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DiCamillo’s Way Home

Louisiana’s Way Home{reviewing an Advanced Reader Copy thanks to Candlewick and NetGalley}

Of note: In Louisiana’s Way Home, Kate DiCamillo returns to an earlier juvenile novel to tell the story of one of its occupants. You do not have to read Raymie Nightingale first, but it will prepare you for this novel. And if you haven’t read Because of Winn Dixie, go ahead and get that one in, too.

lwh kdLouisiana’s Way Home by Kate DiCamillo

Candlewick Press, October 2018.

Hardcover, 240 pages.

middle-grade historical fiction

You know how adults make decisions that are hard to understand and their children are made to go along for the ride? The Louisiana we got to know and love in Raymie Nightingale is being swept off by another one of her Granny’s middle-of-the-night-ideas. This will mean some pretty terrible things for them, but this will also mean some pretty marvelous things as well: like vending machine supplies, dessert, and a new kind of family to find (including a Walrus-like Reverend, three Burke Allens, and one especially lovely Crow named Clarence).

Louisiana’s Way Home has all the things I’ve come to expect in a Kate DiCamillo novel:

The need to read it aloud because of the vocabulary, the rhythm, and the way chapters round off at the edges.

The need for a Kleenex.

The levity.

She has adults making decisions that are difficult to understand, let alone accept.

Her protagonist is resourceful and determined, curious and courageous.

A community knits itself together around the protagonist from characters with interesting stories of their own.

Details like state-inappropriate curtains, or the continuous renaming of the church.

The librarian is generous and kind.

There is a spirited animal we’ll come to love.

And quotes/observations like this one:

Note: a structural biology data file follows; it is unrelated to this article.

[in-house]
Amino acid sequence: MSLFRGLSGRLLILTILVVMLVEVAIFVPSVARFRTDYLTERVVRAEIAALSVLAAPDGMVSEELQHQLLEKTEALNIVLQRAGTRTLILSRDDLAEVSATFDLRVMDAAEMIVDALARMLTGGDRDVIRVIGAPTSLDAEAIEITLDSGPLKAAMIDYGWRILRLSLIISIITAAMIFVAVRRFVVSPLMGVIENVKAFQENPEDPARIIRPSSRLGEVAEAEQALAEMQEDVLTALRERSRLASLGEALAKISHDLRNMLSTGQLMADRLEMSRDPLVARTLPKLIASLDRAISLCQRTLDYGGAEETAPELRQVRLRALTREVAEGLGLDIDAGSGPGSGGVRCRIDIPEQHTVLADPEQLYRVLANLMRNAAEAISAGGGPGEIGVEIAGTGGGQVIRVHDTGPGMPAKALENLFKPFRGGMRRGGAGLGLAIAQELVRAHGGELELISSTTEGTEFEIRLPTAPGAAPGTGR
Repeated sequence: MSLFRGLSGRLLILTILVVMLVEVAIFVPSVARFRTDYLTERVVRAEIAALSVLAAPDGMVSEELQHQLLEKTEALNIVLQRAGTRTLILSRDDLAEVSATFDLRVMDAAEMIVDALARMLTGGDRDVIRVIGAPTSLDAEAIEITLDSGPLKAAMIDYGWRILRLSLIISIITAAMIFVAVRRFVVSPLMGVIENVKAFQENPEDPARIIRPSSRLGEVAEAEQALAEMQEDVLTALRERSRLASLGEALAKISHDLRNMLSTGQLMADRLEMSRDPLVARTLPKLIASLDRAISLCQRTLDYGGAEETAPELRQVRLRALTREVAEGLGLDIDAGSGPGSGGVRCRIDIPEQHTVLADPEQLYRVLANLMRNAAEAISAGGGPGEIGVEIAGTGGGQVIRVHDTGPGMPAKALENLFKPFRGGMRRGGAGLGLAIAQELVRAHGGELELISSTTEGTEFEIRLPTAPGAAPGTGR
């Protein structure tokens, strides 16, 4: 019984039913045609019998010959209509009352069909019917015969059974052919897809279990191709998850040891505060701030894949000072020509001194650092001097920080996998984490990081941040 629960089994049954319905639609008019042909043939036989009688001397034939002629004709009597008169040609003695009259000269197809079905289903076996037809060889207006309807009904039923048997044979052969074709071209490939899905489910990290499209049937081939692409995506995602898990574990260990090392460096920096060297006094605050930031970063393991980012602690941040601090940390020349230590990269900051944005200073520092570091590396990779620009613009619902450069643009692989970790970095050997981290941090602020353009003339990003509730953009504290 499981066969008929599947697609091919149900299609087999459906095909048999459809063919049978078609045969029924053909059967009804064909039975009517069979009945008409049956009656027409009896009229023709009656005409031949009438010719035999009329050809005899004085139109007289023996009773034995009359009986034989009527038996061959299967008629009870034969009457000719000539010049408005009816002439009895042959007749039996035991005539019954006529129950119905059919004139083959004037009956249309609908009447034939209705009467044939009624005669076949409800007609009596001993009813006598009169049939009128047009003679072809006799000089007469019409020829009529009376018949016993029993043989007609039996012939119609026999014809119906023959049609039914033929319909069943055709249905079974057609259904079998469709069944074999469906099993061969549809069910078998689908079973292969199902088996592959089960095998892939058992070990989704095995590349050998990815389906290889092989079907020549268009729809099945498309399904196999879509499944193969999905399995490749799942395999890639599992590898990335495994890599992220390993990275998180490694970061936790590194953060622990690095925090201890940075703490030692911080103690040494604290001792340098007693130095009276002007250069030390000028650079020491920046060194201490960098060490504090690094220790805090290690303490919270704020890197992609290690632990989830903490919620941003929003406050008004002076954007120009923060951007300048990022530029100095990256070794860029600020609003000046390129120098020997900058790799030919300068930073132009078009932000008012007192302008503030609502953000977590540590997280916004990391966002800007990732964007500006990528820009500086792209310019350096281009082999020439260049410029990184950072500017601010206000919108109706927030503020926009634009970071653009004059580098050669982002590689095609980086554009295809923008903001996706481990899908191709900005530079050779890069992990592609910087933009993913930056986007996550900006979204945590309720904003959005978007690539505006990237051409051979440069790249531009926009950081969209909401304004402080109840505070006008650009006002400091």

“The world was beautiful.

It surprised me, how beautiful it kept insisting on being.”

One of the many painful realities that translate from our world into Kate DiCamillo’s books is how, oftentimes, adults make decisions that are difficult to understand, let alone accept. A powerful aspect of DiCamillo’s stories is how this reality needn’t sentence the child protagonist to despair or helplessness. She inspires hope by reminding them of their resourcefulness, of their brilliance and determination. Understanding a child’s ability to draw empathic response from their peers and adults, DiCamillo collects a community around them. It is significant how the self-realization and the strengthening of community coincides. The sincerity of one relies on the sincerity of the other–which is in crisis in Louisiana’s Way Home.

Of the many adult-decision-makers we have had to navigate in DiCamillo’s books, Granny was especially difficult for me in Raymie Nightingale. The only real solace there was that Louisiana had Raymie and Beverly and her quite fierce and charming self. Between resilient protagonists and a caring community, Granny was rendered relatively harmless.

DiCamillo ups the ante on her adult-conflict-creator with this question: What if that adult-decision-maker makes some choices that are not just emotionally fraught, but physically dangerous?

“I have been made to leave home against my will.”

“That is the story of the world,” Vic said.

In Louisiana’s Way Home, Granny has a middle-of-the-night-idea that destabilizes Louisiana Elefante and puts her in serious harm’s way (more than once). She’s alone now and at the mercy of vehicular proficiency and the kindness of strangers, including the kindness of her increasingly estranged Granny. Not everyone will want to hear Louisiana’s story, or prove generous of spirit (or candy).